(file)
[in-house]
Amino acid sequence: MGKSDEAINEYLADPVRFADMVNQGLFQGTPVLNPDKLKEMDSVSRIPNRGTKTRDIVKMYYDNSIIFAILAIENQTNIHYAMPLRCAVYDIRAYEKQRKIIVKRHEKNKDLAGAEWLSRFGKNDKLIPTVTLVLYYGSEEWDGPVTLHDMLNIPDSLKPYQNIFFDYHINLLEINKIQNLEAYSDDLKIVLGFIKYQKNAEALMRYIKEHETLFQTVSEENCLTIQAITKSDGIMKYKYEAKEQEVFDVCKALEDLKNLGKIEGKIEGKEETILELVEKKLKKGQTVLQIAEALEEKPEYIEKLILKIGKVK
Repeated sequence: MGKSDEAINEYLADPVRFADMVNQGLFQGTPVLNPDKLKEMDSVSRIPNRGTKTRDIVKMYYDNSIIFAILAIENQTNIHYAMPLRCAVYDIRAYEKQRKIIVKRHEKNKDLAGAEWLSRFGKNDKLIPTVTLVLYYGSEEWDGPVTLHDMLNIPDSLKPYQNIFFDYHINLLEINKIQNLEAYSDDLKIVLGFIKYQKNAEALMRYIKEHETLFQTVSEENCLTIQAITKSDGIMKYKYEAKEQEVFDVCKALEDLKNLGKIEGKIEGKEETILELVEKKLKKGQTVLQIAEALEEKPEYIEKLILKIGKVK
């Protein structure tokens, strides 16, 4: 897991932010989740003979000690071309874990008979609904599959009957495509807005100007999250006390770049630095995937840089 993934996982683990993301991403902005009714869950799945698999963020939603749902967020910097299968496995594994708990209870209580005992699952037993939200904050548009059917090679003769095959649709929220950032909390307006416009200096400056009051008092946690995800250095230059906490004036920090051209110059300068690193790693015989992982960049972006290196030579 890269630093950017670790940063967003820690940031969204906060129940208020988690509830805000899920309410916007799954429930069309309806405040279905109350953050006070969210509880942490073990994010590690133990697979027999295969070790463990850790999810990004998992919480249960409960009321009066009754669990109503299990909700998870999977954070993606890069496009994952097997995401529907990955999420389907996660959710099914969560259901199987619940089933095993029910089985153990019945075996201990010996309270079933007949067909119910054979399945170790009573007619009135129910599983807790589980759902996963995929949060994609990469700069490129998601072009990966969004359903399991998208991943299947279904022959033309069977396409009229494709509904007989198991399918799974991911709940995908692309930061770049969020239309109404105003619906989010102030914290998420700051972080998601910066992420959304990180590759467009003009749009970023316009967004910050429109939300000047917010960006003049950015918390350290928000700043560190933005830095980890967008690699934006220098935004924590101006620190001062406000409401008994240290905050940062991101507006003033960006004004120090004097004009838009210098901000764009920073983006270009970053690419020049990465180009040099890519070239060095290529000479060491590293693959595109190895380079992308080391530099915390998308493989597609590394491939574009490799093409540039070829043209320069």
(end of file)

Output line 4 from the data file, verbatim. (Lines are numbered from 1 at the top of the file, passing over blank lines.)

């Protein structure tokens, strides 16, 4: 897991932010989740003979000690071309874990008979609904599959009957495509807005100007999250006390770049630095995937840089 993934996982683990993301991403902005009714869950799945698999963020939603749902967020910097299968496995594994708990209870209580005992699952037993939200904050548009059917090679003769095959649709929220950032909390307006416009200096400056009051008092946690995800250095230059906490004036920090051209110059300068690193790693015989992982960049972006290196030579 890269630093950017670790940063967003820690940031969204906060129940208020988690509830805000899920309410916007799954429930069309309806405040279905109350953050006070969210509880942490073990994010590690133990697979027999295969070790463990850790999810990004998992919480249960409960009321009066009754669990109503299990909700998870999977954070993606890069496009994952097997995401529907990955999420389907996660959710099914969560259901199987619940089933095993029910089985153990019945075996201990010996309270079933007949067909119910054979399945170790009573007619009135129910599983807790589980759902996963995929949060994609990469700069490129998601072009990966969004359903399991998208991943299947279904022959033309069977396409009229494709509904007989198991399918799974991911709940995908692309930061770049969020239309109404105003619906989010102030914290998420700051972080998601910066992420959304990180590759467009003009749009970023316009967004910050429109939300000047917010960006003049950015918390350290928000700043560190933005830095980890967008690699934006220098935004924590101006620190001062406000409401008994240290905050940062991101507006003033960006004004120090004097004009838009210098901000764009920073983006270009970053690419020049990465180009040099890519070239060095290529000479060491590293693959595109190895380079992308080391530099915390998308493989597609590394491939574009490799093409540039070829043209320069």